In a previous article,1 the question was considered whether the temporary and the permanent dips which have come about as a result of the influence of the same noise show some degree of resemblance. The answer to this question is of importance in view of the problem of whether data obtained from experiments on temporary noise deafness are applicable to the problem of the origin of the irreversible noise dip.
In audiogram material of many hundreds of soldiers, whose auditory organs had been regularly exposed for a shorter or longer time to the noise of light firearms, we found 288 permanent dip-shaped hearing losses between 30 and 109 db. Continuous audiograms were made, and the individual differences in the region of greatest hearing loss were determined. The average place of the dip maximum was 5.9 kcps, the lowest place being 3, and the highest, 8 kcps. We determined the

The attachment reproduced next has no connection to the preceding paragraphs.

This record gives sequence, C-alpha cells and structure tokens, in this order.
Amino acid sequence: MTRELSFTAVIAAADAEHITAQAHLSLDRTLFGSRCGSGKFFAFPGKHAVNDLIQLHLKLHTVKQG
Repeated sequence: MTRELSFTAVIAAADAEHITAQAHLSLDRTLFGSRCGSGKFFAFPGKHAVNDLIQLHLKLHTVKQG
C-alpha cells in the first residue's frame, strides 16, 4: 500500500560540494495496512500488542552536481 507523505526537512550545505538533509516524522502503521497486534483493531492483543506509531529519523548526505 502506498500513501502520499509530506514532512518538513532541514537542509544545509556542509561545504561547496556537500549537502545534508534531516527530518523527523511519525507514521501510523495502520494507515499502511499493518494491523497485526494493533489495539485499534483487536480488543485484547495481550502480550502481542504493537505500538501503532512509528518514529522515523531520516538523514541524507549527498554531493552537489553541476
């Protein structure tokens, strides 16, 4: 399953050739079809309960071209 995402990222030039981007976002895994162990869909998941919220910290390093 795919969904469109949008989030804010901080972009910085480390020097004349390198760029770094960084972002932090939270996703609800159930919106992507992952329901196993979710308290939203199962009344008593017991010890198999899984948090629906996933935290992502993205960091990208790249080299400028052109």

GRAVENDEEL DW, PLOMP R. Permanent and Temporary Diesel Engine Noise Dips. Arch Otolaryngol. 1961;74(4):405–407. doi:10.1001/archotol.1961.00740030414008
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